Dentsu Now Gets Nearly Half Its Revenue From Outside Japan

Following Aegis Purchase, Japanese Ad Giant Looks for More Global Growth

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Japanese ad giant Dentsu Inc. generated 48% of its revenue from outside Japan during its most recently completed fiscal year, the company said Tuesday, a sign of how its purchase of U.K.-based Aegis Group has transformed the company into a more global player.

Dentsu acquired the media and digital group for $4.9 billion, with the goal of boosting its international and digital business. Before the acquisition was completed in March 2013, the agency company earned about 15% of its revenue outside Japan.

Now that Publicis and Omnicom have called off their planned merger, the Dentsu-Aegis deal stands as the ad industry's largest-ever. Soon after it was completed, the Japanese company announced a five-year plan called "Dentsu 2017 and Beyond." It aims to earn at least 55% of revenue from outside Japan by 2017. (The company's businesses outside Japan are referred to as the Dentsu Aegis Network.)

Digital will also be a priority, with a goal of getting at least 35% of revenue from that area by 2017, said Dentsu, which also owns McGarryBowen and digital agency 360i. In the year ended March 31, the earnings report showed 28% of revenue came from digital. Organic revenue grew 7.7% last year, the company said.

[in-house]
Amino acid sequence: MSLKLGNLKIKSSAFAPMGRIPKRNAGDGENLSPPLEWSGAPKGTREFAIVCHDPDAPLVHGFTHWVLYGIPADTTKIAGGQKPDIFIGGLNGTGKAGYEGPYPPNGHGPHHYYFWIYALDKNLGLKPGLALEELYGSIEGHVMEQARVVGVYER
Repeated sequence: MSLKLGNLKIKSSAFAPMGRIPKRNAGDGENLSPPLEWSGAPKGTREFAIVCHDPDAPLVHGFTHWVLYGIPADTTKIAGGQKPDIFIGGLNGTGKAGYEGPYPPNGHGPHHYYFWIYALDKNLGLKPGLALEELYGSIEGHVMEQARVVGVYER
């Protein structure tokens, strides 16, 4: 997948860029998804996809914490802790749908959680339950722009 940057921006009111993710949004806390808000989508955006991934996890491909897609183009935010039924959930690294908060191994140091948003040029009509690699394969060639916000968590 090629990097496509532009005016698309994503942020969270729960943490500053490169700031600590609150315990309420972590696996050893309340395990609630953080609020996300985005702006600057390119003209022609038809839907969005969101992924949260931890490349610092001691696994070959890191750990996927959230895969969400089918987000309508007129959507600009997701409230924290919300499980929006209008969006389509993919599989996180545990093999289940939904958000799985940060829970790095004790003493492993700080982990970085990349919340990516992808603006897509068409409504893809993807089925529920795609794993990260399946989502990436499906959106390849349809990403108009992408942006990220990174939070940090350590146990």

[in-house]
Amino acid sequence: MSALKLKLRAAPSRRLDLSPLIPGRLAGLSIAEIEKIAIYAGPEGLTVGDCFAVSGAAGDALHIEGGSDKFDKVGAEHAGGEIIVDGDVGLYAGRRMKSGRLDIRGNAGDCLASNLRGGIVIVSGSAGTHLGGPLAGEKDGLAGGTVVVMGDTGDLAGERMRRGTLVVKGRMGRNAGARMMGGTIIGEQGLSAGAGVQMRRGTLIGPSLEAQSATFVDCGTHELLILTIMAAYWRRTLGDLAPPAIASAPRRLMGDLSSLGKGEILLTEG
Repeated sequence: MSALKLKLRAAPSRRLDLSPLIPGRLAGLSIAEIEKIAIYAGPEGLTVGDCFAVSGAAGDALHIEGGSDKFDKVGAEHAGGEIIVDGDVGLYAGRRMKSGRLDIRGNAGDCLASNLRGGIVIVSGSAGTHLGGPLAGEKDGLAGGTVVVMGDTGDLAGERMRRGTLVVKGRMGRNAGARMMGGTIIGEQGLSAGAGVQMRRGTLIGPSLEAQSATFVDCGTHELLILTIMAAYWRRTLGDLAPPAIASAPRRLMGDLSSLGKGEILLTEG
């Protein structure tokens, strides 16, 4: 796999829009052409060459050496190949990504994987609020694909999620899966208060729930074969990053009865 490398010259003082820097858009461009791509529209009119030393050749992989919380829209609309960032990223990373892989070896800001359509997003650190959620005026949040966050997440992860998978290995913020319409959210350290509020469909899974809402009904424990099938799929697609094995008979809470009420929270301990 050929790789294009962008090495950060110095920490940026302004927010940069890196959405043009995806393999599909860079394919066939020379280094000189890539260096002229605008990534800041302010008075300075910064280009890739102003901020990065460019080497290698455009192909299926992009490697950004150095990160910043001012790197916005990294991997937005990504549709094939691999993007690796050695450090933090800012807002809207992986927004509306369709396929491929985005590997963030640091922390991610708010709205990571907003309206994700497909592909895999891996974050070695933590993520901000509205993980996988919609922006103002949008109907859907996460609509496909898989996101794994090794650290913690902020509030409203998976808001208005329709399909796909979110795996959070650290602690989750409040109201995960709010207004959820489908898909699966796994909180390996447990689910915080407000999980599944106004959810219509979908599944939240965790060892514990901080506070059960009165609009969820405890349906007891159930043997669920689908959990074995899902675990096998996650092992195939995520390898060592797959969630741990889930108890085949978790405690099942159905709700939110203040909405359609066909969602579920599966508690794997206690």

"The key is not to buy growth -- the key is to stimulate organic growth," Tim Andree, who oversees the company's markets outside of Japan, said at the International Advertising Association World Congress last week.

The Densu Aegis Network encompasses the company's businesses outside Japan.
The Densu Aegis Network encompasses the company's businesses outside Japan.

"In the Aegis deal there was such a great complement, both geographically and operationally, that I think in our case we had very good alignment, we had very good complementary businesses," he said, adding that communication with clients and employees also was smooth. His comments followed the news that the Publicis-Omnicom deal had collapsed.

"These things are hard to do," Mr. Andree said. "I think we executed them very well. If you don't have that I can understand why a deal may not be able to come to fruition."

Dentsu reported revenue of 594.0 billion yen ($5.94 billion) in the year ended March 31, up from 345.9 billion yen in the year-earlier period, which did not include Aegis. The company has not yet provided pro-forma figures giving a like-for-like comparison.

Dentsu said revenue was boosted in part by recovery in the U.S. and Japan, where there was a surge in demand ahead of a consumption tax rate increase on April 1. But the global outlook remained uncertain because of concerns about China and emerging markets, it said.

Dentsu reported annual net income of 38.8 billion yen ($388 million), up from 36.3 billion yen the previous year. Quarterly figures for the period ending March 31 were not yet available.

Management also announced it will lift its dividend by 1 yen, bringing the 2014 payment to 33 yen per share and the 2015 payment to 34 yen.

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